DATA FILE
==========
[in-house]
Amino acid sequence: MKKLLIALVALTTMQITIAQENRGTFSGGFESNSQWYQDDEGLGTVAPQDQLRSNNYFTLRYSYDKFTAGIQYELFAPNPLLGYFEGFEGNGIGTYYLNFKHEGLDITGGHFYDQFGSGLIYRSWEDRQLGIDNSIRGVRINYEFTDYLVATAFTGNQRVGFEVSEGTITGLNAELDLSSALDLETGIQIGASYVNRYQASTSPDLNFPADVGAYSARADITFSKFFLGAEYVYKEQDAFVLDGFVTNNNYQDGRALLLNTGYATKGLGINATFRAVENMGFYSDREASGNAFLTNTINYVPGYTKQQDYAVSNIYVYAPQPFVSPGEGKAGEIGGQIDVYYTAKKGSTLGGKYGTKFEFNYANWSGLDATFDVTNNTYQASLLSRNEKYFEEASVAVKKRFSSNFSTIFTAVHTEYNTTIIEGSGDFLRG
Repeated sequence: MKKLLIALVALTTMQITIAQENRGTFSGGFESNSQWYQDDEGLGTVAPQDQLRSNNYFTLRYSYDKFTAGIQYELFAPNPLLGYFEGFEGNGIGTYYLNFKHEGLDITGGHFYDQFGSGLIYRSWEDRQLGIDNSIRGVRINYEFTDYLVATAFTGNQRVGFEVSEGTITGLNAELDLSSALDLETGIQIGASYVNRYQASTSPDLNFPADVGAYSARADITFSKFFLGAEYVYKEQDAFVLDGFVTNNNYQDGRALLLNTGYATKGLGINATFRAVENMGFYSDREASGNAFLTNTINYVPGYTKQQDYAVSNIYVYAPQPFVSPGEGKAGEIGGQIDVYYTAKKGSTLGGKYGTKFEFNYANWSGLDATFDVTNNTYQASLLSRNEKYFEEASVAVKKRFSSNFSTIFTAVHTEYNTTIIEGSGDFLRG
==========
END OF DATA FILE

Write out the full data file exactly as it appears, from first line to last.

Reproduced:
[in-house]
Amino acid sequence: MKKLLIALVALTTMQITIAQENRGTFSGGFESNSQWYQDDEGLGTVAPQDQLRSNNYFTLRYSYDKFTAGIQYELFAPNPLLGYFEGFEGNGIGTYYLNFKHEGLDITGGHFYDQFGSGLIYRSWEDRQLGIDNSIRGVRINYEFTDYLVATAFTGNQRVGFEVSEGTITGLNAELDLSSALDLETGIQIGASYVNRYQASTSPDLNFPADVGAYSARADITFSKFFLGAEYVYKEQDAFVLDGFVTNNNYQDGRALLLNTGYATKGLGINATFRAVENMGFYSDREASGNAFLTNTINYVPGYTKQQDYAVSNIYVYAPQPFVSPGEGKAGEIGGQIDVYYTAKKGSTLGGKYGTKFEFNYANWSGLDATFDVTNNTYQASLLSRNEKYFEEASVAVKKRFSSNFSTIFTAVHTEYNTTIIEGSGDFLRG
Repeated sequence: MKKLLIALVALTTMQITIAQENRGTFSGGFESNSQWYQDDEGLGTVAPQDQLRSNNYFTLRYSYDKFTAGIQYELFAPNPLLGYFEGFEGNGIGTYYLNFKHEGLDITGGHFYDQFGSGLIYRSWEDRQLGIDNSIRGVRINYEFTDYLVATAFTGNQRVGFEVSEGTITGLNAELDLSSALDLETGIQIGASYVNRYQASTSPDLNFPADVGAYSARADITFSKFFLGAEYVYKEQDAFVLDGFVTNNNYQDGRALLLNTGYATKGLGINATFRAVENMGFYSDREASGNAFLTNTINYVPGYTKQQDYAVSNIYVYAPQPFVSPGEGKAGEIGGQIDVYYTAKKGSTLGGKYGTKFEFNYANWSGLDATFDVTNNTYQASLLSRNEKYFEEASVAVKKRFSSNFSTIFTAVHTEYNTTIIEGSGDFLRG